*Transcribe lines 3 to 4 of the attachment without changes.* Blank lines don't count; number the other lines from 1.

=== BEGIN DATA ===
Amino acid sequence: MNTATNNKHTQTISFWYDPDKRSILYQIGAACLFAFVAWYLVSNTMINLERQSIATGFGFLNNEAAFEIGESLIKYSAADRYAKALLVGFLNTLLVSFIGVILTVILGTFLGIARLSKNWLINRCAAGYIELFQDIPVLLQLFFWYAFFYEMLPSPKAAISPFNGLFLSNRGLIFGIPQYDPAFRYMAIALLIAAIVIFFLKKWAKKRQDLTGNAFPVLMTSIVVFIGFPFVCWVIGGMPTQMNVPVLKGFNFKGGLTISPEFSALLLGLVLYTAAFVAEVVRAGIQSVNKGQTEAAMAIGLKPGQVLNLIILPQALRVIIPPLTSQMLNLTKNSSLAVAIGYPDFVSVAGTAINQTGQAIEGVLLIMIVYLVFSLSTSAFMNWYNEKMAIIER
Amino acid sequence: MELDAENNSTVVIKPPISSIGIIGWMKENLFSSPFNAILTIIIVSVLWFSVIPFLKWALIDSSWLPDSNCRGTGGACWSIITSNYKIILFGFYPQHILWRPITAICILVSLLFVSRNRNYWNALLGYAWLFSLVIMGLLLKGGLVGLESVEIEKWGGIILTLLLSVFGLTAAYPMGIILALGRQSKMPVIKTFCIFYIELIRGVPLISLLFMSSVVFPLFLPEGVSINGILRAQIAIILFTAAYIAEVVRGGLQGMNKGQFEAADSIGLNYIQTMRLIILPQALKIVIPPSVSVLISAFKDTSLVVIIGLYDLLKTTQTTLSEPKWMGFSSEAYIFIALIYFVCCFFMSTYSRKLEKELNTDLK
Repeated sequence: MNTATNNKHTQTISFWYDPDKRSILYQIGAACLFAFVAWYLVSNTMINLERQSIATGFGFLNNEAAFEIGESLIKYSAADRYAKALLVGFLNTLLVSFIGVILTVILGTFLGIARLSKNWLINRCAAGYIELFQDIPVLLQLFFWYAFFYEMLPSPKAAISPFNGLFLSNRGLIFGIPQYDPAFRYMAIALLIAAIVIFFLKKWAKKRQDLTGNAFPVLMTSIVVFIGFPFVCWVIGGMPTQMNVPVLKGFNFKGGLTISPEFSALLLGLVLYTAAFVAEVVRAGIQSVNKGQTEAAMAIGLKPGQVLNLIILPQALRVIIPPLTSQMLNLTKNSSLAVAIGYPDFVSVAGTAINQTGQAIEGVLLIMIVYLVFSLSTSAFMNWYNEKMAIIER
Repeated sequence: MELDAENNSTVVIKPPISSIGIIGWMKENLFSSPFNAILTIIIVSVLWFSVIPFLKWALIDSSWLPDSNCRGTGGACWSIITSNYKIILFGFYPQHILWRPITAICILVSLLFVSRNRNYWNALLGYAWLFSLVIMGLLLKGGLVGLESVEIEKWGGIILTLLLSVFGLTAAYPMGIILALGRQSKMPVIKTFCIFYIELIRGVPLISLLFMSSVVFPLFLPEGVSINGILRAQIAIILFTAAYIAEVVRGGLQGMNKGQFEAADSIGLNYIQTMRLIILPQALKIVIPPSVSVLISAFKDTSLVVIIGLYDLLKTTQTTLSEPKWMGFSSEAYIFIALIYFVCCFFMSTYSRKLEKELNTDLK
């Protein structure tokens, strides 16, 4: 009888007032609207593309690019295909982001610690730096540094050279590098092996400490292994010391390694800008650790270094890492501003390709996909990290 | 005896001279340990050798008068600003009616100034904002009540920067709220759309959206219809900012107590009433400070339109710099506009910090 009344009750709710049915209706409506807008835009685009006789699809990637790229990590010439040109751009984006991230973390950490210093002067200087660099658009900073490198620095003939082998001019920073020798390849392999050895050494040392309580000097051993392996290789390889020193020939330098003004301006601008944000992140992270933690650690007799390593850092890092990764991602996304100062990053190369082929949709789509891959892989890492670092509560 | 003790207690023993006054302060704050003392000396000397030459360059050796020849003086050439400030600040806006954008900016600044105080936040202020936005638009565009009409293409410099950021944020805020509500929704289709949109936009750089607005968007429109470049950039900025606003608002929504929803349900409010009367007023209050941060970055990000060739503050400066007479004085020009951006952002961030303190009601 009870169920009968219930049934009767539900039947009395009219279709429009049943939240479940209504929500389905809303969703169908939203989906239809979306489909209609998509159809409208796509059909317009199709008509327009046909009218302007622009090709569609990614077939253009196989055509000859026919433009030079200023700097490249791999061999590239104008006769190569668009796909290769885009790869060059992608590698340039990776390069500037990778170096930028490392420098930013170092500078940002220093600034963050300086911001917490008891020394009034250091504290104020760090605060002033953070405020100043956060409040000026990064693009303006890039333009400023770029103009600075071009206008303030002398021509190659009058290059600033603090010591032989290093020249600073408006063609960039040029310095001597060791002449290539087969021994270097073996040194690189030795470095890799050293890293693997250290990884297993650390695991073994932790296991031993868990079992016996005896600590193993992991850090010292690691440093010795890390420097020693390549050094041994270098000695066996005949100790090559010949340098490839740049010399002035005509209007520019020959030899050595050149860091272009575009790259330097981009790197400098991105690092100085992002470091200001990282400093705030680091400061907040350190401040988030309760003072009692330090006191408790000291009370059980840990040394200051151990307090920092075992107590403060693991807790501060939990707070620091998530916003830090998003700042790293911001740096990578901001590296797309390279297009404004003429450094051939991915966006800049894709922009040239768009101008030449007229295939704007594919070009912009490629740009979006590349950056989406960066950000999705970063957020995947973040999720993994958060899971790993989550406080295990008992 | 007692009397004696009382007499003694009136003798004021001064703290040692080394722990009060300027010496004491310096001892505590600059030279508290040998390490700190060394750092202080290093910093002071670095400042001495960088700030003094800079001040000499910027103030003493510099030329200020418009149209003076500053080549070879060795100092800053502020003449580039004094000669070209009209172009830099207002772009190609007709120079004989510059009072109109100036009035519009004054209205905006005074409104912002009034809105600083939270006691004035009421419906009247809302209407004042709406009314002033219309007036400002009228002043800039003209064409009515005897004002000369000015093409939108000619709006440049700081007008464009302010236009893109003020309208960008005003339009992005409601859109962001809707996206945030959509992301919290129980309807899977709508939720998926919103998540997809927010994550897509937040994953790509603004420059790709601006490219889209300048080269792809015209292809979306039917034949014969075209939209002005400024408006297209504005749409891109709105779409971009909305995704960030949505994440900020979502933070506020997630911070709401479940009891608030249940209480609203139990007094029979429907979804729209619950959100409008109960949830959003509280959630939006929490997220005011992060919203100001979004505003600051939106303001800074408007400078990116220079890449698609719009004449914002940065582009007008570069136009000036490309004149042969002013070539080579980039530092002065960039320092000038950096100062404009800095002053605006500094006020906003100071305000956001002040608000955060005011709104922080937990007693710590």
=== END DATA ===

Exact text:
Repeated sequence: MNTATNNKHTQTISFWYDPDKRSILYQIGAACLFAFVAWYLVSNTMINLERQSIATGFGFLNNEAAFEIGESLIKYSAADRYAKALLVGFLNTLLVSFIGVILTVILGTFLGIARLSKNWLINRCAAGYIELFQDIPVLLQLFFWYAFFYEMLPSPKAAISPFNGLFLSNRGLIFGIPQYDPAFRYMAIALLIAAIVIFFLKKWAKKRQDLTGNAFPVLMTSIVVFIGFPFVCWVIGGMPTQMNVPVLKGFNFKGGLTISPEFSALLLGLVLYTAAFVAEVVRAGIQSVNKGQTEAAMAIGLKPGQVLNLIILPQALRVIIPPLTSQMLNLTKNSSLAVAIGYPDFVSVAGTAINQTGQAIEGVLLIMIVYLVFSLSTSAFMNWYNEKMAIIER
Repeated sequence: MELDAENNSTVVIKPPISSIGIIGWMKENLFSSPFNAILTIIIVSVLWFSVIPFLKWALIDSSWLPDSNCRGTGGACWSIITSNYKIILFGFYPQHILWRPITAICILVSLLFVSRNRNYWNALLGYAWLFSLVIMGLLLKGGLVGLESVEIEKWGGIILTLLLSVFGLTAAYPMGIILALGRQSKMPVIKTFCIFYIELIRGVPLISLLFMSSVVFPLFLPEGVSINGILRAQIAIILFTAAYIAEVVRGGLQGMNKGQFEAADSIGLNYIQTMRLIILPQALKIVIPPSVSVLISAFKDTSLVVIIGLYDLLKTTQTTLSEPKWMGFSSEAYIFIALIYFVCCFFMSTYSRKLEKELNTDLK